Your House a Bunker?

If you really want to be the hero and have a house full of working electronics, some suggest that you turn your whole house into a Faraday cage. While this is technically possible, it would be extremely difficult. Some claim you could just tin foil all your walls and cover this with wood paneling or wall paper to make it look normal. But those people forget the crucial element of a continuous circuit—the antenna.

In order to make this work, you would have to have metal covering every door and window, overlapping to cover any gaps. And you would have to get rid of all electrical wires coming into the house from elsewhere and make your house its own completely contained circuit. Possible? Maybe. But what might be more realistic would be to create a single room (ideally in the basement) that would be completely lined with copper or other metal. You can even buy these types of room kits pre-fabricated on the internet, but they are not cheap, running as much as many houses in today’s market. You can also buy all types of metal sheeting, vents, doors, and more to make your own, but again it will be a significant financial investment. You may also raise some eyebrows purchasing this kind of stuff, since its usual applications are for medical, military, and high level computing application.

As a side note, if your cell phone works in your Faraday room, then the room doesn’t, since the fact that you are receiving a cell signal means the room is not completely shielded.

Buried Treasure

Given the economical and technical constraints of trying to build all this shielding, you may be better off just burying whatever is really important. As long as there is at least 2 feet of ground on every side (including above), any buried items would probably be safe. Of course, you will want to package it to withstand the process of decay from being underground, and protect it from moisture. Surrounding it in a non-conductive material or even a partial Faraday-type cage could also help.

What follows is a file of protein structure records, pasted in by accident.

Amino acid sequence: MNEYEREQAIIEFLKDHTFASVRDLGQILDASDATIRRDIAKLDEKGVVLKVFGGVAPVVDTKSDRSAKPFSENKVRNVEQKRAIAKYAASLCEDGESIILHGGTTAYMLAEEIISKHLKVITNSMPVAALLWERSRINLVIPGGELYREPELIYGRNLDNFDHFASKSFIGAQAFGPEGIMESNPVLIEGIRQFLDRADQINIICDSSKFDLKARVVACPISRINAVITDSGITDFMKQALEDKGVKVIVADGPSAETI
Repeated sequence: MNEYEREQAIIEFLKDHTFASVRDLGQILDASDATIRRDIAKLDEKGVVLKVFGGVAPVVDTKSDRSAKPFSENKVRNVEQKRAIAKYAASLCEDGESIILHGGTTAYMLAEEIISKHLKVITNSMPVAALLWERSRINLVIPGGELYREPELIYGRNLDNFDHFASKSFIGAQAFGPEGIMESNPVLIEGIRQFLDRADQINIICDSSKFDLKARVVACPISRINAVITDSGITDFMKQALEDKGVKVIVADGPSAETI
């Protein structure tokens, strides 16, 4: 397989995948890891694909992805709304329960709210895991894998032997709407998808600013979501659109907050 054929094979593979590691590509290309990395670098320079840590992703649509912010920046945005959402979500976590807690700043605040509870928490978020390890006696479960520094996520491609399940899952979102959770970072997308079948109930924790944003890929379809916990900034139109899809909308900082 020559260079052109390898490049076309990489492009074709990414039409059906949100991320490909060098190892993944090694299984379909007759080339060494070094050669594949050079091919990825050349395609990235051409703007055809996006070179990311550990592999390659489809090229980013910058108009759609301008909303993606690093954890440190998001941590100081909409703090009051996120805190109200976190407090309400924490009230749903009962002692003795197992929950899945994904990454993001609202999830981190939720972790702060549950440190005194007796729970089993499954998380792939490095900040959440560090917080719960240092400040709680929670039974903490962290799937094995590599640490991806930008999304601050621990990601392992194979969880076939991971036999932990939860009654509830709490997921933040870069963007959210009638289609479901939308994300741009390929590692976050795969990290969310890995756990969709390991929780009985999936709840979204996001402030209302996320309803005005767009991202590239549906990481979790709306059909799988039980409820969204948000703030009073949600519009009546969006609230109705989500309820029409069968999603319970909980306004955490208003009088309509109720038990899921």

What to Protect

While you may want to keep every electronic device you have, that is probably not feasible unless you are able to build a room big enough to house everything. Even then, if you wanted to use any of these items while shielded, you would have to consider how you are going to get power to them, since bringing in typical electrical wiring would defeat the purpose of having the room in the first place (the wiring would serve as an antenna to direct the negative current right into the room).

So, you will have to be selective. Purchase duplicates of critical items like a radio, or even a laptop, and protect those. Remember that anything relying on others to also have power (such as your cell phone) will most likely be useless anyway. Put lots of extra batteries in Faraday cages on the off chance that replacing the batteries from items that were not in use when they got hit (or items that did not have batteries in them) may be enough to get the item working again. And be aware of data backup. We store so much vital information digitally that our whole society would be set back even farther if lost (think about the electronic storage of all medical files the government is now requiring). Protect information that you and your family need. And remember, data stored on CDs, DVDs, and other optical media will not be affected. You will only have to concern yourself with saving a device (like a laptop) that can read that data.

A New World

As a final note, remember that saving electronics of any kind would make you a prime target in a world suddenly without them, so keep their existence and use covert. On the bright side, those who have managed to save even some of the technological advances that have helped give our society so much could be a part of the beginning of rebuilding what was lost in a solar or nuclear event, and provide a critical service to all of humanity.

Weigh the pros and cons, consider your budget and priorities, and then start experimenting! Of course, Off the Grid assumes no liability if you put your cell phone in the microwave, and you really might want to sign up for that college engineering course. Happy building!